Your immune system is your body’s built in defense system against foreign invaders. When it’s fully powered up it can help protect you against all kinds of illnesses and diseases including cancer.
At the center of this powerful defense system are your white blood cells, or leukocytes, which are special immunity cells that fight illness and disease. Think of them as the foot soldiers in the war against cancer.
White blood cells, such as natural killer cells and T cells, are continually sent out on “search and destroy” missions looking for mutated cells such as cancer cells that could harm your health.
But sometimes your body’s immune system starts to drag and it needs a little extra support. Things such as illness, stress and diet can suppress your immunities and raise your risk of getting sick. But by feeding your immune system the nutrients it craves the most you can support your white blood cells, including those all-important cancer-fighting natural killer cells and T cells.
Following are five nutrients that can help boost your immune system.
1. Beta carotene:
Beta carotene, a form of vitamin A, can help boost your number of infection-fighting natural killer cells and helper T cells. Plus the powerful antioxidant takes on the free radicals that are linked to aging and all kinds of diseases including cancer.
Most folks associate beta carotene with carrots, but it’s actually deep orange colored sweet potatoes that claim the beta carotene crown. Sweet potatoes are brimming with up to 226 micrograms of the carotenoid per gram compared to carrot’s eight micrograms.
Other foods that are rich in beta carotene include kale, turnip greens, spinach, mustard greens and tomatoes.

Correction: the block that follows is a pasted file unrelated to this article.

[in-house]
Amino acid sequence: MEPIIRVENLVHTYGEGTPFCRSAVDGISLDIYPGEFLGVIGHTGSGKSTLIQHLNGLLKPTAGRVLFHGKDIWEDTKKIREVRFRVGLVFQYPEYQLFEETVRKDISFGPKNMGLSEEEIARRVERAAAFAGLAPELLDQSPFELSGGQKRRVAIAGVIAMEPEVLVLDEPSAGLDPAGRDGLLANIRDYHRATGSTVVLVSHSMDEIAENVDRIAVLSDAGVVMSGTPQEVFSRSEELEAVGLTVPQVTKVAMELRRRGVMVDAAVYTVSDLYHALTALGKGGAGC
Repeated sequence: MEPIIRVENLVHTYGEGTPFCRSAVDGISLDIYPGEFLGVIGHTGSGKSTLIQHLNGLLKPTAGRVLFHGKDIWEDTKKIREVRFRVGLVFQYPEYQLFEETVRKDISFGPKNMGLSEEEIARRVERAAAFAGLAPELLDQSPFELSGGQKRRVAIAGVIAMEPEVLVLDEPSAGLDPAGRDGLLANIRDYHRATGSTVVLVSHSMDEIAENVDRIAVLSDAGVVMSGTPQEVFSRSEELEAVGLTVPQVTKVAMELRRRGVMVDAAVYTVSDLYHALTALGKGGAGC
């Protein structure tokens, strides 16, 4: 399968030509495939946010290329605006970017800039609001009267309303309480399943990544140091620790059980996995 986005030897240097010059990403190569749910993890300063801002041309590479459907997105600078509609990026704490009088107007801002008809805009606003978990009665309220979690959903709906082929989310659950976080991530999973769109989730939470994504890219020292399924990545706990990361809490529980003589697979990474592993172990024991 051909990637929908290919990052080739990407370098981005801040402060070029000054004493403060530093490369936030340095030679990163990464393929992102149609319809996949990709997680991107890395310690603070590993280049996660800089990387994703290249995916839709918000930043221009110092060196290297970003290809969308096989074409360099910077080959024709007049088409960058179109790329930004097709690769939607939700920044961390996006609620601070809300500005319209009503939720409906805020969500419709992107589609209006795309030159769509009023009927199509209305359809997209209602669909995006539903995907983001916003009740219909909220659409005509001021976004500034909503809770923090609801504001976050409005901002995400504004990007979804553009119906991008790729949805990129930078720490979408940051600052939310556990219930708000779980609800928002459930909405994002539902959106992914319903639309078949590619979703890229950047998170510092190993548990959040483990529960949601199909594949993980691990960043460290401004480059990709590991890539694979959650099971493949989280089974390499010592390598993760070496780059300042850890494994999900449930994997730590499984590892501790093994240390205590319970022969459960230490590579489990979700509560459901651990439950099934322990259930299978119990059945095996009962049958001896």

2. Vitamin C:
Boosting your vitamin C levels is a great way to supercharge your immune system. Vitamin C naturally stimulates the production of white blood cells, including cancer combatting T cells. And studies show that folks whose diets are higher in vitamin C have lower rates of breast, colon and prostate cancer.
Most people turn to oranges and other citrus fruits to increase their vitamin C levels. But while citrus is a good source of this important vitamin it’s far from the best source. Try yellow bell peppers instead. Other great sources of vitamin C include papaya, broccoli, Brussels sprouts and strawberries.
Intravenous vitamin C (IVC), administered in a doctor’s office, can also be used to fight cancer. Experts say IVC is a safe way to combat cancerous cells without causing any of the “friendly-fire damage” that most traditional cancer treatments cause.
Polyphenols are phytonutrients found in fruits, vegetables, cocoa, tea, coffee and other plants. They’re natural antioxidants and have anti-carcinogenic properties. Animal studies show polyphenols can boost infection-fighting natural killer cells, helper T cells, macrophages and dendritic cells.
You can increase the number of polyphenols in your diet by eating more fruits, vegetables and herbs. But to get the most bang for your food buck according to the European Journal of Clinical Nutrition the top ten polyphenol rich foods are cloves, dried peppermint, star anise, cocoa powder, dried Mexican oregano, celery seed, Black chokeberry, dark chocolate, flaxseed and black elderberry.
4. Vitamin E:
Vitamin E often gets overlooked when it comes to shoring up our immunities. And that’s a real shame because E is critical to a healthy, high-functioning immune system. Studies show that vitamin E stimulates cancer fighting natural killer cells and increases T cell function.
Foods that are rich in vitamin E include almonds, sunflower seeds, pumpkin seeds, Swiss chard, mustard greens, spinach, turnip greens and kale.
Zinc is an immunity building superstar. The mineral triggers your body to produce more infection fighting white blood cells. Plus zinc boosts the activity of natural killer cells. Studies show that zinc can slow the growth of cancer, and zinc deficiency has been linked to an increased risk of cancer. Research has revealed a link between zinc deficiency and a drop in natural killer cell activity.
You can naturally raise your zinc levels with zinc rich foods including oysters, beef, lamb, pumpkin seeds and dark chocolate.